2. Build an understanding of implementation research and evidence-based practice for suicide prevention amongst policymakers, media professionals, and other relevant stakeholders
  3. Equip communities with the skills needed to participate in large implementation research studies and document their narratives of change
Where have we reached?

Scale up

SPIRIT has undertaken activities in 116 villages in Mehsana, Gujarat.

  • Access to community storage facilities: Currently SPIRIT provides access to safe storage of pesticides to 1,56,468 people from the community.
  • Youth Aware of Mental Health (YAM) Sessions: SPIRIT has reached out to 3000 students from 9th standard for ‘Youth Aware of Mental Health’ sessions.
  • Training Community Health Workers: SPIRT has trained 500 community health workers to identify and provide support to people at risk of self-harm and suicide.

As part of scaling-up the intervention, we are extending Mehsana’s ongoing comprehensive suicide surveillance system and training for identification and support of persons who are at risk of self-harm and suicide to 5 other districts in Gujarat. In collaboration with the Government of Gujarat, we are training 125 Community Health Officers (CHOs) from these 5 districts.

We have expanded the reach of our work by collaborating with our partner at Bangladesh Center for Communication Programs to establish a community-based surveillance system for accurate reporting on suicide and attempted suicide in Jhenaidah district, Bangladesh.

Capacity Building

  • SPIRIT Fellowship Programme: We have completed 3 batches of the SPIRIT Fellowship programme.
  • Training policymakers: We have conducted a training session with policymakers at the Lal Bahadur Shastri National Academy of Administration, Mussoorie.
  • Media and Suicide Prevention: We have conducted online and in-person sessions with media professionals for improved reporting on suicide. We have also launched a free online course for media professionals including journalists and students of journalism: Reporting Suicides Responsibly: Implementing Evidence-based Guidelines for the Media.
Project Leads

Principal Investigator

Soumitra Pathare, Centre for Mental Health Law & Policy, ILS, Pune.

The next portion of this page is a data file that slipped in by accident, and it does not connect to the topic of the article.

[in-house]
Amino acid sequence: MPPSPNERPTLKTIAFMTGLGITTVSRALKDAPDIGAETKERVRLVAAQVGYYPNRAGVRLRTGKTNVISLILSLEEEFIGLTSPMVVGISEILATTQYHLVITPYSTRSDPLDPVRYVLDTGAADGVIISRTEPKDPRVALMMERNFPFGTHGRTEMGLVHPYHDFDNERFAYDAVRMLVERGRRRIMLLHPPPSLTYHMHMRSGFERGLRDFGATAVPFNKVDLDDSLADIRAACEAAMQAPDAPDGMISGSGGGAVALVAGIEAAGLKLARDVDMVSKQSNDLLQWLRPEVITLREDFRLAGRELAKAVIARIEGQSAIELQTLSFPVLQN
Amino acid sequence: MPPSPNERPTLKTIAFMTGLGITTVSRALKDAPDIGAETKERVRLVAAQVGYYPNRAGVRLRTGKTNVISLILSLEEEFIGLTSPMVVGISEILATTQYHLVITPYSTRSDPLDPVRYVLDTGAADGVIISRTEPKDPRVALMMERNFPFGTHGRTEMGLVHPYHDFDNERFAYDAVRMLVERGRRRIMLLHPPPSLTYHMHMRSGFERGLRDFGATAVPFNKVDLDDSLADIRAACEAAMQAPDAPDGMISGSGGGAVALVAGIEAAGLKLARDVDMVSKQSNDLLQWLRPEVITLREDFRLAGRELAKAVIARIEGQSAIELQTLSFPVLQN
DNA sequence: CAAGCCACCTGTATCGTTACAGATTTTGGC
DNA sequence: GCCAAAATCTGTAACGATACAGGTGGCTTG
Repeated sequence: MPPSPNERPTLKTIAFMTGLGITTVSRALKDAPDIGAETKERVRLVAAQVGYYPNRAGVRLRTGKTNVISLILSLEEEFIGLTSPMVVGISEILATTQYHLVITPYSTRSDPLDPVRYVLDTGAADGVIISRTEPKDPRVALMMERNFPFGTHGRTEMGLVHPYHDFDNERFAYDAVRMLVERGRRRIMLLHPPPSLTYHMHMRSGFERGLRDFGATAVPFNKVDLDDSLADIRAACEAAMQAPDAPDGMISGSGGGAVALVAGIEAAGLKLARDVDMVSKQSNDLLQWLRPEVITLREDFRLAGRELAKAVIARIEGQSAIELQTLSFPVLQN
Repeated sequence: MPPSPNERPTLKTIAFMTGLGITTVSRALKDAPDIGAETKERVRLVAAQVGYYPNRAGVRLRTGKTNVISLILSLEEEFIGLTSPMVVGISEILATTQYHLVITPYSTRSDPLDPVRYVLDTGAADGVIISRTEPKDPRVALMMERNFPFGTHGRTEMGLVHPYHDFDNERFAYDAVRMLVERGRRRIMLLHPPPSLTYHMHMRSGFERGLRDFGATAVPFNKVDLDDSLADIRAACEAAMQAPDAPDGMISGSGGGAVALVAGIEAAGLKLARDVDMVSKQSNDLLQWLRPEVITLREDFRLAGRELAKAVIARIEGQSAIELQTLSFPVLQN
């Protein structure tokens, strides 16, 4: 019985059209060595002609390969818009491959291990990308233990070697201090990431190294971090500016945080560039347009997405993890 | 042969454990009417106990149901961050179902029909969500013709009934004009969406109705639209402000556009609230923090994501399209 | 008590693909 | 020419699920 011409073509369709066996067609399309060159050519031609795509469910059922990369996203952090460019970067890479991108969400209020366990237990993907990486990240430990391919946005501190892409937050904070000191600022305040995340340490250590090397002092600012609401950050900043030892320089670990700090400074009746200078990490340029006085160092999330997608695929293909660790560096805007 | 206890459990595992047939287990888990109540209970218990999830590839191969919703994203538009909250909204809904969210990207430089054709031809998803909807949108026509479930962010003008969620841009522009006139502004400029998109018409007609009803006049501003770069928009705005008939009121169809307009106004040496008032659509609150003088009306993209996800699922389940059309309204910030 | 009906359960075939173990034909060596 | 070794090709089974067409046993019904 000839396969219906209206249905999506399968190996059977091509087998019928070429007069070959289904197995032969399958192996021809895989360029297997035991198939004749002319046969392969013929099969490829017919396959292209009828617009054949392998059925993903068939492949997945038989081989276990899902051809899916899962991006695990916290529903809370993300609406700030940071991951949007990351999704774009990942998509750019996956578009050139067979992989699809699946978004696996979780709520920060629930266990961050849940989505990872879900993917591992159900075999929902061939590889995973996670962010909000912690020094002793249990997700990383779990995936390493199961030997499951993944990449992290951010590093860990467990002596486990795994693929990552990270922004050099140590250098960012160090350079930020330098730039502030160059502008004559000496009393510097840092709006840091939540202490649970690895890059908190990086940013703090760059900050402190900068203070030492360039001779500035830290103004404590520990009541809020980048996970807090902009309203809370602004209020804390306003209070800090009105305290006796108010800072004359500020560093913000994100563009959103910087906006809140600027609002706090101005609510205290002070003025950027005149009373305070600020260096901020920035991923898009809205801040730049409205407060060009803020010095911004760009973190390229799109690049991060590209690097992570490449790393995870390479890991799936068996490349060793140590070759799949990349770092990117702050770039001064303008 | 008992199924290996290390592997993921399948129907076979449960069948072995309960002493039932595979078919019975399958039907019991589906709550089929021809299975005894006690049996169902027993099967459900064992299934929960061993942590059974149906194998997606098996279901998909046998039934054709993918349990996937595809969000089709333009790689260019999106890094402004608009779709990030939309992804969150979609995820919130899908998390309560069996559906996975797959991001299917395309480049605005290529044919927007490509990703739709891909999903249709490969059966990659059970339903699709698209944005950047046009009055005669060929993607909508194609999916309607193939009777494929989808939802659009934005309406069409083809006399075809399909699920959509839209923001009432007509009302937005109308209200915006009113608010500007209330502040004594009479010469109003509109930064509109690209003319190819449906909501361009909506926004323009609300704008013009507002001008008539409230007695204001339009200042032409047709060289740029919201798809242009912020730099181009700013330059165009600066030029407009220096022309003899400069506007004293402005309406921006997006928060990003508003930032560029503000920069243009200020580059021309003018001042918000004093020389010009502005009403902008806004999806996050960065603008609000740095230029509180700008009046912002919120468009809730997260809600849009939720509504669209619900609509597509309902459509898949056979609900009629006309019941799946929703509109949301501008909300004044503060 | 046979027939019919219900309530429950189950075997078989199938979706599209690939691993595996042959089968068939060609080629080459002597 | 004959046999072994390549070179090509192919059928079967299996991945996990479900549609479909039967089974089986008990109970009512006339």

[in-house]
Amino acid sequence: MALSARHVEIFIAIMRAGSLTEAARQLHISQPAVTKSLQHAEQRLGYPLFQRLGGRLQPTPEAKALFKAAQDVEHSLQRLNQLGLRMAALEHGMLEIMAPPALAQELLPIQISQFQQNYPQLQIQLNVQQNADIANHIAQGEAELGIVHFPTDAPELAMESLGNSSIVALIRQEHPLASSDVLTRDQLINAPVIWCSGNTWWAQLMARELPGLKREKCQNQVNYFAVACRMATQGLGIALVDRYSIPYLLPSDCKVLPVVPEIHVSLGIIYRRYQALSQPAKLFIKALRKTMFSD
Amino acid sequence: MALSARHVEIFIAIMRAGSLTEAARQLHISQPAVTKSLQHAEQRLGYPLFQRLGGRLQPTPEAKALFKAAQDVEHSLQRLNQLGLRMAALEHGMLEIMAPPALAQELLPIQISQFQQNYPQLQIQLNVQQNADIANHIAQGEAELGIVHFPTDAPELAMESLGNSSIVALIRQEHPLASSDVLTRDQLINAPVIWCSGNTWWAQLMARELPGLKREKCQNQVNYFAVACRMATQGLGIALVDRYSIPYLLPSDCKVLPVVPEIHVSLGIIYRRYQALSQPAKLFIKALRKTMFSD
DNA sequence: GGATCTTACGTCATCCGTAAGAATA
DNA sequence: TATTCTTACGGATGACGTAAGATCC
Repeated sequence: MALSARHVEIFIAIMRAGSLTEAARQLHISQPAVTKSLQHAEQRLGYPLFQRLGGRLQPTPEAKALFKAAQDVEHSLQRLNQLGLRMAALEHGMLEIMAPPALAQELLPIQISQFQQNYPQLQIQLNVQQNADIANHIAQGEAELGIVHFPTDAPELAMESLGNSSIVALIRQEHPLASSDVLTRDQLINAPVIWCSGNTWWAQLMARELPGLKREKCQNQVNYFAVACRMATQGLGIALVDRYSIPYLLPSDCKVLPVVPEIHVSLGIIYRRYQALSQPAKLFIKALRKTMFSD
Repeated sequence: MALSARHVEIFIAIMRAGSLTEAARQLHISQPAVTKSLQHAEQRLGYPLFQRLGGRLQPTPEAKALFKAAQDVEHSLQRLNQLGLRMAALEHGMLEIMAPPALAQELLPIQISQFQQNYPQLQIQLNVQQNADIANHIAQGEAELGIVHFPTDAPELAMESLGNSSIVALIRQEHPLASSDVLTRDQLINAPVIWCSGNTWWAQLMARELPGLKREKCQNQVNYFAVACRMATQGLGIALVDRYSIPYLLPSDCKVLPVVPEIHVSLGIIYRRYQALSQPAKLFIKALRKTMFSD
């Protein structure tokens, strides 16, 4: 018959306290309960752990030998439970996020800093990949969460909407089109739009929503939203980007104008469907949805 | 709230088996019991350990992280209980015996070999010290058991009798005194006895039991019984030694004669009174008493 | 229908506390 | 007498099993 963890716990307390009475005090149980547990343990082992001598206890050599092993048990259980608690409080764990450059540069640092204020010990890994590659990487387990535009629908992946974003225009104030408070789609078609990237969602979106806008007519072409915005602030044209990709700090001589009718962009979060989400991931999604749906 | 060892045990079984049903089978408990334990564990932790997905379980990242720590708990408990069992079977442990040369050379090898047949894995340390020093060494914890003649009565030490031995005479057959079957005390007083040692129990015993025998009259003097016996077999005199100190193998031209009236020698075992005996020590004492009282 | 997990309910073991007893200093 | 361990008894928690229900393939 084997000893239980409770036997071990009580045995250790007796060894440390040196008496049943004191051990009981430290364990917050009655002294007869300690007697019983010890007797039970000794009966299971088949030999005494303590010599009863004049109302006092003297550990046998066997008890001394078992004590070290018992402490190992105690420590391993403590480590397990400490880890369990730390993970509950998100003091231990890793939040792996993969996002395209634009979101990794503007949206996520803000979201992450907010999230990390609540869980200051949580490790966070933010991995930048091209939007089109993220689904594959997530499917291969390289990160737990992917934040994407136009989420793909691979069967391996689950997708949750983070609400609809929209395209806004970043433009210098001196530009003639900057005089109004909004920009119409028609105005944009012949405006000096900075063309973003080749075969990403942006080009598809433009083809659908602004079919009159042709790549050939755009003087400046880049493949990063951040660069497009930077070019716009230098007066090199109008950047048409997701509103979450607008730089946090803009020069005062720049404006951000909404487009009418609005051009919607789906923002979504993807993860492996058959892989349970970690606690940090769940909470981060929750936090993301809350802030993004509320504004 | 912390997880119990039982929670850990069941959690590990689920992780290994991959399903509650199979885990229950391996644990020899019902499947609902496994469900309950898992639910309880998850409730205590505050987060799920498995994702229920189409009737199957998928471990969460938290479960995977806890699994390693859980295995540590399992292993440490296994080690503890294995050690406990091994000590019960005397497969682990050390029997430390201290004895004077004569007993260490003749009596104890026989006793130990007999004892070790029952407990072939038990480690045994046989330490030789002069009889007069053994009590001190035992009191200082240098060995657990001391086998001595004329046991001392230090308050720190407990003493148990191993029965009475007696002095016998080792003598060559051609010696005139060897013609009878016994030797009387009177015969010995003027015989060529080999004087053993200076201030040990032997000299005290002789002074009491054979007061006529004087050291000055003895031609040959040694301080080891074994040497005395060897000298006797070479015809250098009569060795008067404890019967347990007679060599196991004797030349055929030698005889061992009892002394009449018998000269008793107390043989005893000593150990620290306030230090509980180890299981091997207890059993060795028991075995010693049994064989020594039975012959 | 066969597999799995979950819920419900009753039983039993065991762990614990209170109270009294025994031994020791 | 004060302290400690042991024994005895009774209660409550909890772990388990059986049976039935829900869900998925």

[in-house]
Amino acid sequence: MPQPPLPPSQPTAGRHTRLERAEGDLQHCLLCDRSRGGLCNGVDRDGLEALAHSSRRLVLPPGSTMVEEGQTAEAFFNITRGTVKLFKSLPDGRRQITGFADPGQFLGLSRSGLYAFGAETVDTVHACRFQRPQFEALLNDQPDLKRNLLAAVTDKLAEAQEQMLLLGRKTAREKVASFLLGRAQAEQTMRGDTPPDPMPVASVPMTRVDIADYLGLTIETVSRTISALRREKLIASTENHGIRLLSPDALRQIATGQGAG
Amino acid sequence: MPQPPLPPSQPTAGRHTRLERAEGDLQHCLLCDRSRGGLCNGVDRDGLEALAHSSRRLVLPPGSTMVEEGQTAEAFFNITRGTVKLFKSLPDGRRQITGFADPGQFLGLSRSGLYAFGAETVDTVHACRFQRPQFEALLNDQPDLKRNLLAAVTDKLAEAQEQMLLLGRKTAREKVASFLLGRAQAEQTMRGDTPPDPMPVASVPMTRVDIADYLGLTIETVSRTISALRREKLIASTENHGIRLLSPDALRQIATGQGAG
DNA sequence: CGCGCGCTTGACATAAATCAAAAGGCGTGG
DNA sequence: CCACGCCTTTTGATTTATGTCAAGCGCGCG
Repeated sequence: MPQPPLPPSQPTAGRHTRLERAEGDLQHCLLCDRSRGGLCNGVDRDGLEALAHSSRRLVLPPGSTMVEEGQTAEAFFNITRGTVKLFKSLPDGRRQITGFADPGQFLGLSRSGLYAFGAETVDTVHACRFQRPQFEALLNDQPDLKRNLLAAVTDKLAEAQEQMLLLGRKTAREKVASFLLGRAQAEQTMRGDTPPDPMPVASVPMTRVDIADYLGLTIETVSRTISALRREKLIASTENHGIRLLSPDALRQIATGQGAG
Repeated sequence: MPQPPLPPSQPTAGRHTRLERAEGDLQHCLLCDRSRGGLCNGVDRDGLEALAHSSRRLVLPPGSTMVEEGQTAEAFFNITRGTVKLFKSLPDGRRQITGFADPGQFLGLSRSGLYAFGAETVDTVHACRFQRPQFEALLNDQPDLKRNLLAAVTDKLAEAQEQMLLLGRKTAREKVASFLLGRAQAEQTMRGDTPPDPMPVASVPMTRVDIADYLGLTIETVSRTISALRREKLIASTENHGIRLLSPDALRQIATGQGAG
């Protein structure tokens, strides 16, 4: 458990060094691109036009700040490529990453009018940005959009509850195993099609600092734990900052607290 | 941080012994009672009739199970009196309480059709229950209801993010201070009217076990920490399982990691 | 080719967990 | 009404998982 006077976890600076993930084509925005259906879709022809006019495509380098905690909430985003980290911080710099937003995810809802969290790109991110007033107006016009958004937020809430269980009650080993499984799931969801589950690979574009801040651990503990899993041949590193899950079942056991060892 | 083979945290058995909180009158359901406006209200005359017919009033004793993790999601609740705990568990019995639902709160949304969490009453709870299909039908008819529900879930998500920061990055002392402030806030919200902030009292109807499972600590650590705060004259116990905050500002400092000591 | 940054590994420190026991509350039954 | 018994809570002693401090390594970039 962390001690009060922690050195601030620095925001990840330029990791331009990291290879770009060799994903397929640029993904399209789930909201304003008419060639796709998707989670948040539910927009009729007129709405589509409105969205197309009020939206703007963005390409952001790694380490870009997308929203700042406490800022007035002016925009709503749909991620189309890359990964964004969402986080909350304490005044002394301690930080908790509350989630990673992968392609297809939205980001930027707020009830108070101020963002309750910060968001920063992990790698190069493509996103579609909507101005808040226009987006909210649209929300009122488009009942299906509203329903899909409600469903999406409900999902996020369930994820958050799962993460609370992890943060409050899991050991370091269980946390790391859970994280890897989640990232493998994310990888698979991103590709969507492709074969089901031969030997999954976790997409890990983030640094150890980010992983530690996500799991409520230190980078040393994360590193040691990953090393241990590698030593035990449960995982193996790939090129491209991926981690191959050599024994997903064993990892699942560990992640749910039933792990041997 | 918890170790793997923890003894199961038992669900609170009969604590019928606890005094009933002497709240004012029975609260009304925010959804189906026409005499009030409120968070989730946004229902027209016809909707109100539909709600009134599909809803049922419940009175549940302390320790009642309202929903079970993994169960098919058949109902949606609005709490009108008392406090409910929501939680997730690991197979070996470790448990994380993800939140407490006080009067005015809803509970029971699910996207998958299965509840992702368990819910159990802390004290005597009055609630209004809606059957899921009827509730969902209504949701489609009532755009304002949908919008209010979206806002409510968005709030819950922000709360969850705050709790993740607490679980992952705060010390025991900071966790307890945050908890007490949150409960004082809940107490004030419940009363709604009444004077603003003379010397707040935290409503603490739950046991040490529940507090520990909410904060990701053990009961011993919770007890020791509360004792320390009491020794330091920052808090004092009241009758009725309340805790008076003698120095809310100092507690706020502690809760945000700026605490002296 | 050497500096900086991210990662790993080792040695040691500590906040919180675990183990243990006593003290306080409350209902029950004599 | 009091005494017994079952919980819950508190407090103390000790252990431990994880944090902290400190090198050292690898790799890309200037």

Co-Principal Investigators

Lakshmi Vijayakumar, SNEHA Suicide Prevention Centre, Chennai.

Laura Shields-Zeeman, Trimbos Institute – For mental health, Netherlands.

Funders & Partners

Funded by

National Institute of Mental Health (NIMH), National Institutes of Health (NIH), USA


Bangladesh Center for Communication Programs

Trimbos Institute – For mental health, Netherlands

SNEHA Suicide Prevention Centre, Chennai

Health & Family Welfare Department, Govt. of Gujarat

Research Misconduct Policy

The Indian Law Society’s policy and procedures for responding to allegations of Research Misconduct are available here. This policy governs the process of reporting research misconduct & assessing, inquiring, and investigating allegations of research misconduct on Suicide Prevention and Implementation Research IniTiative (SPIRIT) – a project funded by National Institute of Mental Health, National Institutes of Health, Department of Health and Human Services, United States.

The aim of this policy is to maintain highest attainable standards of legal and scientific research integrity so that other project collaborators, including national and international funding agencies, may have confidence in Indian Law Society’s ability to conduct such research. With the adoption of this policy, the Indian Law Society is committed to prevent research misconduct by taking necessary and appropriate measures to protect the position, reputation and good faith among complainants, witnesses and other members of the research misconduct investigating committee.

For all complaints regarding research misconduct on SPIRIT, contact our Research Integrity Officer Dr Kaustubh Joag at [email protected].